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John's Journal... Entry 238, Day 4


Age And Experience Make The Difference

Editor’s Note: Never before in the history of bass fishing does George Cochran know of a tournament angler who threw back 5-pound-plus largemouth because he had bass in the livewell that weighed more. In the BASS tournament at Lake Guntersville in Guntersville, Alabama the last weekend in February 2004, Cochran produced a four-day limit of five bass per day that totaled 99 pounds, 10 ounces. On the final day he had his greatest day ever of bass fishing. He won the tournament and the $103,000 prize. But more importantly for this two-time Bassmasters Classic champion, he proved that old pros still have what it takes to be one of the hot pros in today’s world of bass fishing. In this tournament, Cochran also demonstrated that wisdom can overcome youthful enthusiasm, and that patience and perseverance often are the keys to catching more bass. If you’ll read each day of this week’s information, you’ll learn some valuable secrets for catching more bass every time you fish.

QUESTION: On the first day of the tournament, you were in 10th place. On the second day, you were in 6th place. On the third day, you went from 6th place to the leader of the tournament, but you only had a 1-pound lead. What was the boat traffic like? What was the third day like as far as spectator pressure goes, and how were you able to deal with that pressure and catch enough fish to move into first place?

: I had 31 boats of spectators watching me and cheering for me on the third day. They would cheer when I’d catch a fish, and they were real sportsmen. Even though I had all these people watching me, no one pulled out a rod and tried to fish down the bank that I was fishing. Now, they would use their trolling motors to move close to the bank so they could see what type cover I was fishing, but they never spooked the bass or tried to catch the ones I was catching. They showed me a lot of respect, courtesy and were some of the finest spectators I’ve ever known. I said on the stage when I won, “I love Alabama, and I love the fishermen in Alabama, because those fishermen had just as much right to that water as I did. Yet, they were conscious enough of what I was trying to do to let me use that water for the days of the tournament without any interference. That’s what I call real class.”

QUESTION: With that many spectators and that many boats, how did you concentrate on your fishing?

: When I was a young fisherman, that much spectator pressure would’ve bothered me, and it would’ve caused me to lose my concentration. However, I could focus and concentrate because I knew how important this tournament was to me and my sponsors—not just because of the money I would win, but I needed that confidence boost that comes when you’re 53-years old competing against anglers half your age. I’ve had loyal, faithful sponsors throughout my career, but I hadn’t won a major tournament in the last five years. So, I knew if I could win this one, I could repay that loyalty and that belief in my ability that my sponsors had demonstrated even during the years I didn’t win very much.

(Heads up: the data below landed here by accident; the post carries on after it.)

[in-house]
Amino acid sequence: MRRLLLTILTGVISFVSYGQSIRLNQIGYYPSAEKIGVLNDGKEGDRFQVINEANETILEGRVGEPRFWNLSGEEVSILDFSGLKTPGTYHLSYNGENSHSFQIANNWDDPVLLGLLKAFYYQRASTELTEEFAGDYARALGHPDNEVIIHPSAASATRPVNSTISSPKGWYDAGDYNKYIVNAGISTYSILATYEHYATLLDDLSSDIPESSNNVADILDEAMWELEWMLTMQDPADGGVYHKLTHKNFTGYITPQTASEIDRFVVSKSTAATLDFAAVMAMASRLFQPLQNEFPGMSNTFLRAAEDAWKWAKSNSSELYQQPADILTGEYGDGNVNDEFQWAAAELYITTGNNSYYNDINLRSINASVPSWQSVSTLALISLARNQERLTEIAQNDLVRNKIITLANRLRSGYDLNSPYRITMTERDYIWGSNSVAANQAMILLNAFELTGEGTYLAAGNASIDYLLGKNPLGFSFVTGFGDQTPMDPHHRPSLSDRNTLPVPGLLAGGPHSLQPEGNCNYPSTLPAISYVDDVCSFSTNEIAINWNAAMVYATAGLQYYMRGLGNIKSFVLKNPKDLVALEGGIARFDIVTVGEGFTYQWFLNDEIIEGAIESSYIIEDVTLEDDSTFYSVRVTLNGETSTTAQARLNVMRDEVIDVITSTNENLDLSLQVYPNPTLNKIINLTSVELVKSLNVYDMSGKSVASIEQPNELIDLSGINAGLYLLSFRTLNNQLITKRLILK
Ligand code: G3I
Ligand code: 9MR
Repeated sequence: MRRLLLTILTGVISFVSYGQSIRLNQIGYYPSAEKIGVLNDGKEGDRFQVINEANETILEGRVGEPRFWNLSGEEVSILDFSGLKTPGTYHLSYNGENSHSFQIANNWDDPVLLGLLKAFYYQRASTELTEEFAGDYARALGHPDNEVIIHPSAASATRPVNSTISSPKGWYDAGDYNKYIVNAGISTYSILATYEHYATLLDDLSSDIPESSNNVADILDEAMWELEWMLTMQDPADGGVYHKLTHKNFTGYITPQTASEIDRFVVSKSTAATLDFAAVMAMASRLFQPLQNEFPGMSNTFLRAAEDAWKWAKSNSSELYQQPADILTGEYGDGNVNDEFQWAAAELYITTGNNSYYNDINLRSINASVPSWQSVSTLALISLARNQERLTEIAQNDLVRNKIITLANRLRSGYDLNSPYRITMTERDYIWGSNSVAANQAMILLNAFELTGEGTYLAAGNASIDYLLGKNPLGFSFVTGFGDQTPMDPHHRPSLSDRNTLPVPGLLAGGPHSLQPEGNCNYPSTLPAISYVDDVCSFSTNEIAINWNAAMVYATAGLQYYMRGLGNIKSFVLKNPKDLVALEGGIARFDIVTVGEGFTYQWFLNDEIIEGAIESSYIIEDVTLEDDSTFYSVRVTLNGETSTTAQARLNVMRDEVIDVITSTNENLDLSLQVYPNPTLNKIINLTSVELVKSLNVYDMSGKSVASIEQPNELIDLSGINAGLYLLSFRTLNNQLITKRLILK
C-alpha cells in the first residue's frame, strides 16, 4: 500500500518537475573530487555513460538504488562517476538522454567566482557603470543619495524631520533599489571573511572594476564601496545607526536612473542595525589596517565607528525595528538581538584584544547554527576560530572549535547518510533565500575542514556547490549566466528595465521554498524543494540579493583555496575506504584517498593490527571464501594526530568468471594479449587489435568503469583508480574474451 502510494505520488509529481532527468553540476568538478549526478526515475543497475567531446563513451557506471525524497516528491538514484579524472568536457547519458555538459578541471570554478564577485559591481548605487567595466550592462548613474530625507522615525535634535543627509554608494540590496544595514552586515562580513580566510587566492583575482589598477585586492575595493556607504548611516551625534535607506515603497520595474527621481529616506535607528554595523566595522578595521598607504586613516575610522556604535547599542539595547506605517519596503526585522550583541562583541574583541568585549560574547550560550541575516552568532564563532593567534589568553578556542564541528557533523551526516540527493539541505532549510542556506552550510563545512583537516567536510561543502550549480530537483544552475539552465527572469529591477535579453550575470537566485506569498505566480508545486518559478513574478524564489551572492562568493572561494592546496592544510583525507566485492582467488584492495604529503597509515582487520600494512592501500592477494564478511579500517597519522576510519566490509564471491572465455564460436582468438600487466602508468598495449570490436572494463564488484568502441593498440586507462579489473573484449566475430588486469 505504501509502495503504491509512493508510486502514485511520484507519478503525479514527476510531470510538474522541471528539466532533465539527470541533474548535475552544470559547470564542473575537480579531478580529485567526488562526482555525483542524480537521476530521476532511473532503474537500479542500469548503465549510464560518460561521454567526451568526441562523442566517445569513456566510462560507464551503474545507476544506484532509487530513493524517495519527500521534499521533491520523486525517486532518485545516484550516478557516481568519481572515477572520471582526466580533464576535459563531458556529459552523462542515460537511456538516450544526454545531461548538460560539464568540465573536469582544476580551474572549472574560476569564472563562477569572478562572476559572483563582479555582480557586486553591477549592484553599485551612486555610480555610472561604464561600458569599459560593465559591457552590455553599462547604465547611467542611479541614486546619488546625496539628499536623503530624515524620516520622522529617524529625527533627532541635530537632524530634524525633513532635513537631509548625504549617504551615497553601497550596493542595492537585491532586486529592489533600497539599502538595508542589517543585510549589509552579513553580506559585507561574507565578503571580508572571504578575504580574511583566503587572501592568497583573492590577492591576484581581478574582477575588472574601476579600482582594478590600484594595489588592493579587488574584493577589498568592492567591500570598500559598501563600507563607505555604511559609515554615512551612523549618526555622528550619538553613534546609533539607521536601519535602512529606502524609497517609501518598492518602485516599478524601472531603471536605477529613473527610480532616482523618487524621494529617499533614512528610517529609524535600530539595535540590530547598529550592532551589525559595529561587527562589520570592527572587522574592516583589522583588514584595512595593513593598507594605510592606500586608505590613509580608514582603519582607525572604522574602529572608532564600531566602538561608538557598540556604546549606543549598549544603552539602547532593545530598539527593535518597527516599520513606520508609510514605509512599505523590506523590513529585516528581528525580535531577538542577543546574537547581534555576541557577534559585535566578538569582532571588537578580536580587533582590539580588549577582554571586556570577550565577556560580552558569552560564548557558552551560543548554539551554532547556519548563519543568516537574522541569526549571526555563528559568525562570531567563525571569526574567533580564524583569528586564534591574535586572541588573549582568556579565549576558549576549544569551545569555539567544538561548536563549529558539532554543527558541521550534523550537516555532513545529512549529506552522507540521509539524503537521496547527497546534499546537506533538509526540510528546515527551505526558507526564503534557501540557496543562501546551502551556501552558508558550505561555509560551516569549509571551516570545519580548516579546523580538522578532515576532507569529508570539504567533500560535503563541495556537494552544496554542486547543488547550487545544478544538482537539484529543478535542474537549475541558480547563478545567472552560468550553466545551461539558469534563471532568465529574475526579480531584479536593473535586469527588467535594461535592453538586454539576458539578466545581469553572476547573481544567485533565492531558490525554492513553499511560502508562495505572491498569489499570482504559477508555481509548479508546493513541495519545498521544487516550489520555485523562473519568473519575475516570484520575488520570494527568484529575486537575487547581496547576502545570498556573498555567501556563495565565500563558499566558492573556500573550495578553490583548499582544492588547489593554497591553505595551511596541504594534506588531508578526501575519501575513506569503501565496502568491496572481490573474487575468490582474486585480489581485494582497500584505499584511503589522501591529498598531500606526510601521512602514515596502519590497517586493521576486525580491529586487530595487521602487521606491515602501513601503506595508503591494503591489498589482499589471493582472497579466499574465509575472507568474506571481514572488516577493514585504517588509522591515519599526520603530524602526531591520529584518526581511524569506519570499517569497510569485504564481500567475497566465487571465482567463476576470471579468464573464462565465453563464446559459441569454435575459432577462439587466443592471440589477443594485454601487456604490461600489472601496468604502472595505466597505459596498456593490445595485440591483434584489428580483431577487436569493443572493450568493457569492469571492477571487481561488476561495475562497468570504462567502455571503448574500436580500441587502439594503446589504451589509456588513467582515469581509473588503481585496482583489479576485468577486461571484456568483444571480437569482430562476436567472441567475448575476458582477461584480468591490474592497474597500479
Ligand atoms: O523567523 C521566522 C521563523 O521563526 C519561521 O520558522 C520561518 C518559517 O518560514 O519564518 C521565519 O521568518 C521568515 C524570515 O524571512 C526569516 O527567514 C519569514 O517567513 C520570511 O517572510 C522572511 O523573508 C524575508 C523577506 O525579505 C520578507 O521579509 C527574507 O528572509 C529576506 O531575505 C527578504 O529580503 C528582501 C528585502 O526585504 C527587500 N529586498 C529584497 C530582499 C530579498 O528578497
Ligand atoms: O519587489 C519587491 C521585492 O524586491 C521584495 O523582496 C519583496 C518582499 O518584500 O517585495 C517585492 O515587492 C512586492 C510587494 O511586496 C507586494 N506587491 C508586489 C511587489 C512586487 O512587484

If you watch ESPN and all the tournament shows that are on television, you’ll see that young, intelligent, aggressive anglers have won most of the bass tournaments lately. Every now and then, one of the older tournament anglers will sneak up on those young boys and win one. It was important to me not to just finish high in this tournament but to win one for my team of sponsors. On the night of the third day of competition, Jerry McInnis from ESPN, interviewed me and asked, “Do you think you’re going to win?” My answer was, “Yes, I am going to win.” I knew that by being this close to winning this tournament, I had to stay focused, true to my beliefs and give it my best shot. I really wasn’t interested in second place. This was an “all-or-nothing” tournament for me.

QUESTION: How critical was your age and your ability to fish slowly to win?

: There’s no doubt in my mind that I couldn’t have fished that slowly, been that patient and stayed with that area as long as I did if I hadn’t been older and more experienced than many of the other competitors. The technique I used was an extremely slow and patient tactic. The water I fished wasn’t producing bass every minute. I went from fishing two miles of shore line on the first day down to only fishing 440 yards of shore line on the last day. There were stretches of time when I didn’t get any bites. I fished that same stretch of bank intensely during the time we had to fish.

QUESTION: Were there any changes that took place in the fishing environment during the tournament?

: The last day of the tournament, the big bass started biting really well because the water had warmed-up 2 or 3 degrees. On the first couple of days, when I would catch a bass, they would wallow around for a little while, then I could easily reel them in, but on the last day of the tournament, the bass fought like Bengal tigers that had been hit on their tails with sledgehammers.

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Check back each day this week for more about THE GREATEST DAY OF FISHING I EVER HAD WITH GEORGE COCHRAN ...

Day 1 - The Greatest Day Of Bass Fishing Ever
Day 2 - How It Began
Day 3 - With Age Comes Wisdom
Day 4 - Age And Experience Make The Difference
Day 5 - Why I Believe

John's Journal